Fine Print Makes Minimum Wage Increase More Palatable In Ocean City | WAMU 88.5 - American University Radio

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Fine Print Makes Minimum Wage Increase More Palatable In Ocean City

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Don't forget to tip your servers — the minimum wage hike doesn't apply to them.
Don't forget to tip your servers — the minimum wage hike doesn't apply to them.

Many coastal businesses in Maryland are breathing a little easier now that the state senate passed a measure that will phase in an increase in the minimum wage to $10.10 over the next four years.

Millions of people who make minimum wage and struggle to stay above the poverty line celebrated when President Barack Obama stood in front of the nation in January and said this: "So join the rest of the country. Say yes, give America a raise.”

At the time, many small business owners started crunching the numbers and were not liking the results. Ocean City restaurant owner Doug Buxbaum was one of them.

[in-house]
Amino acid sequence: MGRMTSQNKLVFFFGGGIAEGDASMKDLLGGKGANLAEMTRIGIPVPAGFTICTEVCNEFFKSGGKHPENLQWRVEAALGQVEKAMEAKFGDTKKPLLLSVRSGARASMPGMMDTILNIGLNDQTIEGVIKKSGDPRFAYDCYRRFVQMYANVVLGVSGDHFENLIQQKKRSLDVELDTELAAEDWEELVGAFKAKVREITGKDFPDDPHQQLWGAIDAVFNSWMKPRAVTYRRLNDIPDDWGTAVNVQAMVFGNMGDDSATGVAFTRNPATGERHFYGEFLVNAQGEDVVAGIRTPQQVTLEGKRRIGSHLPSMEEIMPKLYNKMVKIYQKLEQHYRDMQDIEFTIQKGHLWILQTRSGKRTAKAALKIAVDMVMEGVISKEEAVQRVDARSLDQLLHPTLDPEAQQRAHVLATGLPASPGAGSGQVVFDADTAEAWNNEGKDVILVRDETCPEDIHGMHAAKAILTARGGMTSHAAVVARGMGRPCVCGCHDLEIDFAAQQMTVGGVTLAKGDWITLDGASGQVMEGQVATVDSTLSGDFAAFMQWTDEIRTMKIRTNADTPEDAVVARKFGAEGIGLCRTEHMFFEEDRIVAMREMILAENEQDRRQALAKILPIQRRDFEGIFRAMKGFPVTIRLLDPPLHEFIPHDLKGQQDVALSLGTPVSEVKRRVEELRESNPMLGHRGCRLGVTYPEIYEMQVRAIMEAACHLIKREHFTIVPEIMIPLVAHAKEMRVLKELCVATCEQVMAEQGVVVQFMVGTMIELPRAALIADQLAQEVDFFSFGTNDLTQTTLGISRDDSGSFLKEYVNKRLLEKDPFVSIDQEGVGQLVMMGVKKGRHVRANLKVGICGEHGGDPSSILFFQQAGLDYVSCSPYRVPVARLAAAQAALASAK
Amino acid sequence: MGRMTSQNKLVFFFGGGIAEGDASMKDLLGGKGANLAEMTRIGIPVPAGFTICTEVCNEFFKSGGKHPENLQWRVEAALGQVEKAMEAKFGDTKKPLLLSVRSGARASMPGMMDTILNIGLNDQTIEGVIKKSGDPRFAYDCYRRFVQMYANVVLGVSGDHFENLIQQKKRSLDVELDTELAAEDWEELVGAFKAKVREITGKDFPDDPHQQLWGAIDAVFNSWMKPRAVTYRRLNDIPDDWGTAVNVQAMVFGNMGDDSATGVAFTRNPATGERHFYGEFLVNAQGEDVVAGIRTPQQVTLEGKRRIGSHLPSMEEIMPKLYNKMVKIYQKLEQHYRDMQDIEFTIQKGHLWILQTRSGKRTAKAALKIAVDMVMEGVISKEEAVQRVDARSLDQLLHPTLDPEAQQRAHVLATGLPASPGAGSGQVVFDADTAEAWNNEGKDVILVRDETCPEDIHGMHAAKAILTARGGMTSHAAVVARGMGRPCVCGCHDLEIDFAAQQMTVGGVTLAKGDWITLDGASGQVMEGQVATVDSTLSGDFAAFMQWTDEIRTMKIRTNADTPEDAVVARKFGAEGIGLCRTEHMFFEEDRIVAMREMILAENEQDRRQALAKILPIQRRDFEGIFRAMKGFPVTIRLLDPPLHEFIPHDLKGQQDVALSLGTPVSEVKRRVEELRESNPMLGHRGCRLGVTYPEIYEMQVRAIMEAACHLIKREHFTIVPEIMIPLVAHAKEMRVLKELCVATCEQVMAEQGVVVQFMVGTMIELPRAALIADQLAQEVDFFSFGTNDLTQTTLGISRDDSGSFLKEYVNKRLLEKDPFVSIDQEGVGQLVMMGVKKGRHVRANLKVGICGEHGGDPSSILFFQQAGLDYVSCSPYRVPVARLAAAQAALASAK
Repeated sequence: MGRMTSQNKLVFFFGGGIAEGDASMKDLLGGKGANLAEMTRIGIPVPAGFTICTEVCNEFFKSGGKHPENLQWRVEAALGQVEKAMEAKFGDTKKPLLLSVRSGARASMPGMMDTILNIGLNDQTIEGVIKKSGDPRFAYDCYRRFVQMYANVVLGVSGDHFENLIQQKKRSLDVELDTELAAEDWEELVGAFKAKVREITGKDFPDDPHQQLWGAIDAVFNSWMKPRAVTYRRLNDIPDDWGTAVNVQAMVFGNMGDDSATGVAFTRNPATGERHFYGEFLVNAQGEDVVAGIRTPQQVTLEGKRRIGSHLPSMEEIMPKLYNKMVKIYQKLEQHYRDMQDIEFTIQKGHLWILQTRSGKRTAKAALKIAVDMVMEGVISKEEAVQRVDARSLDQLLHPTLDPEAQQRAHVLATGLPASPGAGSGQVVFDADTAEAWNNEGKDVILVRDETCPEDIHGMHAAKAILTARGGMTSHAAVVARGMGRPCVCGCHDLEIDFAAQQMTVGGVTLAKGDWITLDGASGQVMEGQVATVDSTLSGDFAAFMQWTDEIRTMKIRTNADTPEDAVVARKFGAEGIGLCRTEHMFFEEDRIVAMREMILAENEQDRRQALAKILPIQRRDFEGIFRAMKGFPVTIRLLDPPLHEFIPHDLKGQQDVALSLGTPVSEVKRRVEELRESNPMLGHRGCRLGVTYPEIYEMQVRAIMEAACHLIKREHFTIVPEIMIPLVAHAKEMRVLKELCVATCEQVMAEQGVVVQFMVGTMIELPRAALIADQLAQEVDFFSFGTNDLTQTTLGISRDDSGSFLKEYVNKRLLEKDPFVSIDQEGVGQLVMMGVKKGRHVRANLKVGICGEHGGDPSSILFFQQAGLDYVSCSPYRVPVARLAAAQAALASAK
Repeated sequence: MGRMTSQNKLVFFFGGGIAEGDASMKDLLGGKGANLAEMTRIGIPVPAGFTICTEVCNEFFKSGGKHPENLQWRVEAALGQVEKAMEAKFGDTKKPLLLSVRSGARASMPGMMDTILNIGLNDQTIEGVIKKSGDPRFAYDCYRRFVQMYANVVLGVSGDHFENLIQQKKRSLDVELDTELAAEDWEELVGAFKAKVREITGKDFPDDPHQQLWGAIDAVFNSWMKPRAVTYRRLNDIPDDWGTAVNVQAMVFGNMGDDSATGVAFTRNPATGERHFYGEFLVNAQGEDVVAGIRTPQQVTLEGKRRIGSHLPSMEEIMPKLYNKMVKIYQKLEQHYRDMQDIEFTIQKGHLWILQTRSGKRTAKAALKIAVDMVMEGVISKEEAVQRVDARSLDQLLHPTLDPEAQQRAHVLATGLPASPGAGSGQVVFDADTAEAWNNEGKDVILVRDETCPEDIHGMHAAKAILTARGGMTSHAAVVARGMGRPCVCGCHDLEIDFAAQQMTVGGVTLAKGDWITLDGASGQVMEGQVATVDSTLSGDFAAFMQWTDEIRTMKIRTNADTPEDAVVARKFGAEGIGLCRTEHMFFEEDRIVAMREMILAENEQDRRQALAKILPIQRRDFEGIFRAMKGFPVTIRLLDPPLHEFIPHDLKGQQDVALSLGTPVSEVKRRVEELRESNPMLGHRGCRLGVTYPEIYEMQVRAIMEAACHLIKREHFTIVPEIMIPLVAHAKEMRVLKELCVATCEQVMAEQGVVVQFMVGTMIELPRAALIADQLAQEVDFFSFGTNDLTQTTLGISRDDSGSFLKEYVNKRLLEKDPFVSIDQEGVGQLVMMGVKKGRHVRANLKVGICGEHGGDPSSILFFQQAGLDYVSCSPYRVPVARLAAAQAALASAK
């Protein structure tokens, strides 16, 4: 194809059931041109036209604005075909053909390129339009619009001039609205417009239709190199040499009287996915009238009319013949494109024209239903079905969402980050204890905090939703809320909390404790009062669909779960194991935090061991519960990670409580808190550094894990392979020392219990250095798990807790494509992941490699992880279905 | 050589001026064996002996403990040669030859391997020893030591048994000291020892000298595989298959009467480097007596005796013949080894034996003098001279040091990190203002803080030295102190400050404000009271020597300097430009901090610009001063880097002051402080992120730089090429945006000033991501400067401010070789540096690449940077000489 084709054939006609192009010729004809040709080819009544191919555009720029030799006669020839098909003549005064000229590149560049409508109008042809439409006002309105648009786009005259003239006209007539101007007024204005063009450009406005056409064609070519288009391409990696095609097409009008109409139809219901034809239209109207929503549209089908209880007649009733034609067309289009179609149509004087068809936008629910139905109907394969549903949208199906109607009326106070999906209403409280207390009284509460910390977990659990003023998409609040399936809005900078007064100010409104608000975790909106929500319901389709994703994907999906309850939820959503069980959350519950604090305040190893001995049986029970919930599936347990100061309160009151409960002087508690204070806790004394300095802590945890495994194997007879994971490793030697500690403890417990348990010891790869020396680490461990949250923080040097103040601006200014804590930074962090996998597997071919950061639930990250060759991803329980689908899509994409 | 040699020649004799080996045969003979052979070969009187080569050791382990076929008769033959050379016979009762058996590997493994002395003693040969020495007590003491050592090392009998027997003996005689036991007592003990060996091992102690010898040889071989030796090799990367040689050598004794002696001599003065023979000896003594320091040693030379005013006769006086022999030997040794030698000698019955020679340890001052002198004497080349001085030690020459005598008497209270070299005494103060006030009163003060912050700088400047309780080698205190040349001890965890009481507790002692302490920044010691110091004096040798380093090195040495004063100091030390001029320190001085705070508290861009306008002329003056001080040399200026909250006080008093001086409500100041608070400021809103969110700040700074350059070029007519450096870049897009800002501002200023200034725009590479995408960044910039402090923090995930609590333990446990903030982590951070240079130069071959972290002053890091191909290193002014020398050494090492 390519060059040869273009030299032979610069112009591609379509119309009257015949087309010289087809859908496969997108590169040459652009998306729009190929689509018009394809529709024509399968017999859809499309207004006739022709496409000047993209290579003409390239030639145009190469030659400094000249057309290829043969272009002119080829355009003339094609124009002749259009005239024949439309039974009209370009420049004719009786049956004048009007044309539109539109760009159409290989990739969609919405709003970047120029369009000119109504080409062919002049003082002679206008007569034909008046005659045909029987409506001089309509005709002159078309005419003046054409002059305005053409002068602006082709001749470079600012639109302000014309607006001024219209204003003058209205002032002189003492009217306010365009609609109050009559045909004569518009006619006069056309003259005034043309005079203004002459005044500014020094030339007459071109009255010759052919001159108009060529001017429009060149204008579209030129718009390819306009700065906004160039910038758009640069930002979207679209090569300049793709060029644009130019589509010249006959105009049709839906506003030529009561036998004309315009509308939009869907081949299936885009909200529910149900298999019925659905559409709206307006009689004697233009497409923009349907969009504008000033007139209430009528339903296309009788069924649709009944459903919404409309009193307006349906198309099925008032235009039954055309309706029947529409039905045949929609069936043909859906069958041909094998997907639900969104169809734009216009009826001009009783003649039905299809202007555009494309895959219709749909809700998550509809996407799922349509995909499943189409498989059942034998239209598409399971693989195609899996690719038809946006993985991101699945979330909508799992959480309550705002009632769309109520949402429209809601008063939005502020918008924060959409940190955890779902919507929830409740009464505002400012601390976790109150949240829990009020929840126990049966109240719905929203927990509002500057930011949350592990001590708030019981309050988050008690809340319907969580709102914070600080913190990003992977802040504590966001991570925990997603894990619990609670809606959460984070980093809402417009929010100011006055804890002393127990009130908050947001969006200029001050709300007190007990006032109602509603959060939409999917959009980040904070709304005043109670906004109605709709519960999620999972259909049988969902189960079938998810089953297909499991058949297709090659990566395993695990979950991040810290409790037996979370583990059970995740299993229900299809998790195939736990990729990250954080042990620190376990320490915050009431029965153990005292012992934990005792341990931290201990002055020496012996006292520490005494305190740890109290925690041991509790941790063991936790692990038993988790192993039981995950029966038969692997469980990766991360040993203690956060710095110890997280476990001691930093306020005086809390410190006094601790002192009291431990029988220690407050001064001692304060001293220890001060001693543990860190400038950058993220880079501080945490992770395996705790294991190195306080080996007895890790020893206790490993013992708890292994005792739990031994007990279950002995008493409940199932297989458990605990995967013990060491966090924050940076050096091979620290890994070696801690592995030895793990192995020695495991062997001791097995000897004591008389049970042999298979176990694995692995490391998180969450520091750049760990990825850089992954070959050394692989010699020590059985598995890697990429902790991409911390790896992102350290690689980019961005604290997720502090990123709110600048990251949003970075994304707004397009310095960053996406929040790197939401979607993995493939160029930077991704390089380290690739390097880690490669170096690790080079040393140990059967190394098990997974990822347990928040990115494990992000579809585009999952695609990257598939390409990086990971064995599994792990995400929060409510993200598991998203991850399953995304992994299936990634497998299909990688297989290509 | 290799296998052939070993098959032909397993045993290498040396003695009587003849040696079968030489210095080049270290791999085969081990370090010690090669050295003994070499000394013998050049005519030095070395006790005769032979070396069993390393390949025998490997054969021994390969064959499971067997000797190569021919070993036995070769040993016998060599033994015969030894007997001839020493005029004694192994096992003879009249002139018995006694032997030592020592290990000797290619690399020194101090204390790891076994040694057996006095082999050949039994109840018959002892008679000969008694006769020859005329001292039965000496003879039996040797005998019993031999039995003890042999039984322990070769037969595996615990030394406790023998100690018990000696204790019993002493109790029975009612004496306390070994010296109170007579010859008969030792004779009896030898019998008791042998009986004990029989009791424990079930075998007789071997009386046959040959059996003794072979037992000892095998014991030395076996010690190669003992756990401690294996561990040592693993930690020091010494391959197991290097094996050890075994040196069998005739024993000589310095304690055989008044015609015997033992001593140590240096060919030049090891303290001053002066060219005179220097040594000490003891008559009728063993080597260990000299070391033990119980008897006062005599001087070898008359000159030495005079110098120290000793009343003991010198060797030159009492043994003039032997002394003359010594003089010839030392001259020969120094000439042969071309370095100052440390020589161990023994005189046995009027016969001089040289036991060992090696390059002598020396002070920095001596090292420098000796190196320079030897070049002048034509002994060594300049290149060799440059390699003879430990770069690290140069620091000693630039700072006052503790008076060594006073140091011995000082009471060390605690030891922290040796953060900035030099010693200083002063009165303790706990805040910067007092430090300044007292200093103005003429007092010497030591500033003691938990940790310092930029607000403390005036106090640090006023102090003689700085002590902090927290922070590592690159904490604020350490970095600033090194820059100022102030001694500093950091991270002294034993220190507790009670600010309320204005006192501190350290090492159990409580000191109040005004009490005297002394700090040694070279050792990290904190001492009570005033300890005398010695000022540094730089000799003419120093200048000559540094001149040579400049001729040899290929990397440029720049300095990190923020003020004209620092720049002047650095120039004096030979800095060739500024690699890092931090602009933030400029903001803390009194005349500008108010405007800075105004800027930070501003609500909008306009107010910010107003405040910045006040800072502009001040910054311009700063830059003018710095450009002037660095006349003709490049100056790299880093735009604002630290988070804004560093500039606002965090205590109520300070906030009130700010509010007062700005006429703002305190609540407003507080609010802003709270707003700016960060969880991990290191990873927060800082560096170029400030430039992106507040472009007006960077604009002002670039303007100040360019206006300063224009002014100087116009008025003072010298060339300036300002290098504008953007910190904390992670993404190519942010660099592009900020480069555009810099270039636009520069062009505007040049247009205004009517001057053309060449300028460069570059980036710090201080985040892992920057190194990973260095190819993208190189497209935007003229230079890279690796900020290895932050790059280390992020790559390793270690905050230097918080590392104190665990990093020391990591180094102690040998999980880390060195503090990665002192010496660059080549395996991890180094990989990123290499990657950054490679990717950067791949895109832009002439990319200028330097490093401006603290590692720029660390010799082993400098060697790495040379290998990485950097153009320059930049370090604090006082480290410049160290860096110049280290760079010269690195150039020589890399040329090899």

“You are looking at your payroll increasing by 25-50 percent," he says.

Seasonal business owners like Buxbaum were terrified that an immediate hike from $7.25 to $10.10 an hour would cripple their bottom lines. They also worried that if folks on the lower end of the pay pyramid got raises, the people higher up, such as his chef, would expect one too.

So he says the business owners in Ocean City were likely asking themselves the same questions.

“Do you hire more staff, do you hire less staff, are you going to be more dependant on your foreign employees for the season?” Buxbaum says.

The restaurant industry in Maryland lobbied hard against the President’s initiative and the state bill. When the dust settled, not only was the increase phased in over the next four years starting in January, but tipped employees will also have their wages frozen at the current level. So if you make tips in Maryland, $3.63 an hour is all you will continue to get.

In addition, amusement park workers only have to be paid 85 percent of the minimum wage, and restaurants and bars that earn less than $400,000 annually will be exempt.

So what the large print giveth with the headline of “Marylanders get a raise,” the small print taketh away when you really look at whom will be getting one and when.


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